Take a walk past a grocery store seafood counter and you might notice the little blue stickers that mark certain types of fish “sustainably caught.” As demand for environmentally-conscious seafood goes up, sustainability certifications are increasingly important. But at the same time, climate change is threatening Alaska’s longstanding reputation for sustainable fisheries. In just a few months, Gulf of Alaska cod may be losing its blue sticker.
Gulf of Alaska cod have had a rough go of it in the last few years. A massive Pacific ocean heat wave from 2014 to 2016 crashed cod numbers by more than half in the Gulf. This year, managers were forced to close the federal fishery entirely for the first time due to low stock. And now, Gulf cod appears likely to lose its sustainability certification from the Marine Stewardship Council, or MSC.
The MSC is a global nonprofit that sets the standard for sustainable fisheries around the world.
“What the MSC certification really does is along the supply chain it allows for there to be traceability,” said Jackie Marks, Senior PR Manager at the MSC. “And at the end of the supply chain, allows that product to have the MSC blue fish label on it signifying to consumers that it has been caught sustainably.”
Gulf of Alaska cod has carried that label for ten years. It’s a branding tool emblematic of Alaska’s history of well-managed fisheries. Other fisheries, like North East Atlantic Mackerel, have lost MSC certification in part for management issues. So cod industry leaders worry that losing it would cast the Gulf in a bad light, even though this is a climate-caused crash.
Before the crash, the Gulf accounted for 20-25 percent of Alaska’s cod market, but warming waters have driven the population down to just above overfished status, and now the fishery is being reassessed.
“From what we understand of the MSC standard, it does look likely that the certification will be suspended,” said Julie Decker, executive director of the Alaska Fisheries Development Foundation.
With the federal fishery closed, and only a small state fishery open this season, she says it’s hard to predict what impact losing MSC certification will have on the market.
“The fact that the fishery is closed and there’s less biomass on the market also probably could have more impact to the price and then the certification,” she said. “So, you know, it’s very hard to sort of tease those two issues apart.”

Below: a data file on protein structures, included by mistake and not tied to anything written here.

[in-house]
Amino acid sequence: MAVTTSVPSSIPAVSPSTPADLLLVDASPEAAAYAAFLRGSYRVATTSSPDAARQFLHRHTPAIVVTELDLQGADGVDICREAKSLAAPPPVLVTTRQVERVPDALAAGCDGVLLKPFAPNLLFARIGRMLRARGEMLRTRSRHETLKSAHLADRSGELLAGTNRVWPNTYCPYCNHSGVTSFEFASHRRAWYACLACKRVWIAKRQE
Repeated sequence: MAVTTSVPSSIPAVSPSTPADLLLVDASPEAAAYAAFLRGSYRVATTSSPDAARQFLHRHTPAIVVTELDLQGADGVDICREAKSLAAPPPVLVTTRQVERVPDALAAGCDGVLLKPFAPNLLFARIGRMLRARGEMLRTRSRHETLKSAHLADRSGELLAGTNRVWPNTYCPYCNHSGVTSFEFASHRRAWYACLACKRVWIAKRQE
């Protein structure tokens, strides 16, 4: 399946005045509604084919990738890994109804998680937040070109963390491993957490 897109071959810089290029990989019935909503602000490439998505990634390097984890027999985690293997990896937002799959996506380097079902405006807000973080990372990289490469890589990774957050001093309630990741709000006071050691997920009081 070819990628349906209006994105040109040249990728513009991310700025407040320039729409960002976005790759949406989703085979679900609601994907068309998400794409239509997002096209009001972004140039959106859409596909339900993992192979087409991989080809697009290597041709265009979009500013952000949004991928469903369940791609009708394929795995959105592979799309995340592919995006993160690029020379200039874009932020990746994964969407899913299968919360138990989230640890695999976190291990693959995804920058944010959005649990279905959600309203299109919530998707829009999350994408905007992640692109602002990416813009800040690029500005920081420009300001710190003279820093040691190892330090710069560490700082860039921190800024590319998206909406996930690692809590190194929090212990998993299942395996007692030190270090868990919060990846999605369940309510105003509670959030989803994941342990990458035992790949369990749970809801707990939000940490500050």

In other words, not having much Gulf cod to sell will probably impact the market more than losing a sustainability label this year. In any case, the majority of Alaska’s cod — sold fresh or frozen, and processed for foods like fish and chips — comes from the Bering Sea and Aleutian Islands, both of which are MSC-certified.
“But there are specific export markets because that require MSC certification,” said Nicole Kimball, a representative of Alaska seafood processors and a member of the North Pacific Fishery Management Council. “So those markets wouldn’t be available if MSC certification was suspended later in 2020 for any Gulf of Alaska state waters cod. I’m sure processors would be looking for alternative markets if they’ve been dependent on MSC markets for that.”
The bigger issue for Kimball and other industry members is distinguishing why Gulf cod might have its MSC certification suspended. As Julie Bonney, executive director of the Alaska Groundfish Data Bank pointed out, it’s not management that’s to blame.
“Here we’re actually basing our fishery management based on the best available science and they’re taking a cautionary approach by closing directed fishing in the federal fishery, and they’ve also accounted for the small amount of catch that’s going to come through the state fisheries,” said Bonney.
The MSC publishes the reasoning behind suspending a fishery’s certification, but from a consumer marketing angle, there’s no distinction between a fishery suspended for management issues, versus one suspended for environmental problems.
“I think as we sort of continue to see how climate change is having an impact on fisheries, we might need to take another look at that,” Marks, with the MSC said. “Climate change is, of course, a very important one and something that we’re going to continue to have to address.”
The reassessment for Gulf of Alaska cod is slated to begin in February, with results following around April.